Last year I taught a few cooking classes. One of the classes I taught was a “Banh mi in a Pinch” Vietnamese sandwich class. My menu consisted of banh mi xa xiu (meatballs), 5 spice chicken, and the original thit nguoi (cold cut). I haven’t always loved Vietnamese food but I’ve always loved banh mi. For banh mi virgins, I beseech you to approach this with an open mind. If you try this with your nose turned up and picking at the ingredients for a disgusted bite you’re doing it wrong. The sandwich you get at the bakery comes ready to devour. Take a bite and enjoy the savory meats, varied textures and flavor explosion. What you get with the thit nguoi is effectively Vietnamese bologna, ham and head cheese. By itself you probably wouldn’t find yourself nibbling on these cuts but if you can palate Italian subs, pate, scrapple, or hotdogs you’re not far off here. I’m not sure if I’m winning anyone over with this but seriously banh mi sandwiches are a must try.
The suburbs is the place for me, but the variety of ethnic eats out here is slim. So with a quick trip to Harris Teeter and the International grocery store I can fulfill my cravings for banh mi. Now don’t get me wrong it’s not an exact replica of what you get at the Vietnamese bakery, but the flavors are there and it’s good enough to tide me over until I cave and drive the hour to get my banh mi fix.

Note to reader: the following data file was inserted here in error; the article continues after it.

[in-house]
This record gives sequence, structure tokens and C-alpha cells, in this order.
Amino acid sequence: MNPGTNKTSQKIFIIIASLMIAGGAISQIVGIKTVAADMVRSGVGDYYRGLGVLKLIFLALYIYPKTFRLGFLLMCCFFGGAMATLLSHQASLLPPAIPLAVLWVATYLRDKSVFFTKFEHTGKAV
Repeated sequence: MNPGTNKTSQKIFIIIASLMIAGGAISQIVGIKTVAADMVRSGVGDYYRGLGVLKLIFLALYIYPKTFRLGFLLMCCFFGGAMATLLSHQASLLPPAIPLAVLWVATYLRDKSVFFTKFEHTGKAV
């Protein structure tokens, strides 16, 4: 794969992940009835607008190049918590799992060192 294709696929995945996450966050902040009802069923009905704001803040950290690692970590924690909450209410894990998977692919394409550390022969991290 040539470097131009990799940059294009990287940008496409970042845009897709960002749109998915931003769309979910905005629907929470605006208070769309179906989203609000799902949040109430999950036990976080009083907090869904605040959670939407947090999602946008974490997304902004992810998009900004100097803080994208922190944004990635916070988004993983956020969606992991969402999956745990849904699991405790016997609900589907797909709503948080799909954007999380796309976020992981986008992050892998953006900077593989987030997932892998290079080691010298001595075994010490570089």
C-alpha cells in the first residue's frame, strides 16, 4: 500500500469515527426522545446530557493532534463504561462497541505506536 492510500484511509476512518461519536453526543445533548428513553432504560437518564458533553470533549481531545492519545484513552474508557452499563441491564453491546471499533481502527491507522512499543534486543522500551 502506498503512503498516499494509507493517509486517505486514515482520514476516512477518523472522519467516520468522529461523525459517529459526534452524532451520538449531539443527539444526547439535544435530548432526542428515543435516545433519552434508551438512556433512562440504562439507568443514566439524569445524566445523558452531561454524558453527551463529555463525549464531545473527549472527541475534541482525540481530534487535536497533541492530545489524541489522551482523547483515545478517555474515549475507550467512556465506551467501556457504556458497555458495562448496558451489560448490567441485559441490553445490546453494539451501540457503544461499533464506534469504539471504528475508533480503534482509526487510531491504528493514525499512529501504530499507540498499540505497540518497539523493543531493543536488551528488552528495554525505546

Here’s a recipe for both banh mi lovers and banh mi noobs. You will want to give yourself some lead time with the pickled vegetables but if you have that readily available this sandwich comes together much quicker (notice my ragu jar – no I don’t add tomato sauce I keep my pickled vegetables in recycled glass containers).
Cold Cut Banh Mi (Banh Mi Thit Nguoi) – For two
- 2 6-inch baguettes (avoid hard baguettes as they will tear the roof of your mouth, the batards at Wegmans work perfectly here)
- 2-3 tbs Garlic mayo (kewpie or regular will work, but homemade is best)
- 2 strips of cucumber (seeded and thinly sliced lengthwise)
- 2-4 sprigs cilantro
- 1/2 c pickled carrots and daikon (do chua)
- Sliced jalapeños (optional)
- Sliced onion (optional)
- 6+ half-moon slices of cha lua (Vietnamese bologna, can be omitted but really I’d recommend keeping)
- 2+ slices ham (regular or black forest – thin sliced)
- 1 can pate
- Mise en place! Get all your fixins ready.
- Assemble banh mi – inside the baguette spread the mayo one side and pate on the other.
- Place the cucumber inside.
- Add 3-4 slices of cha and 1-2 slices ham per baguette. Careful not to over stuff, there’s a delicate balance here and you want to allow all the flavors to shine (speaking from greedy experience).
- Top with cilantro, pickled vegetables, and optional toppings if desired.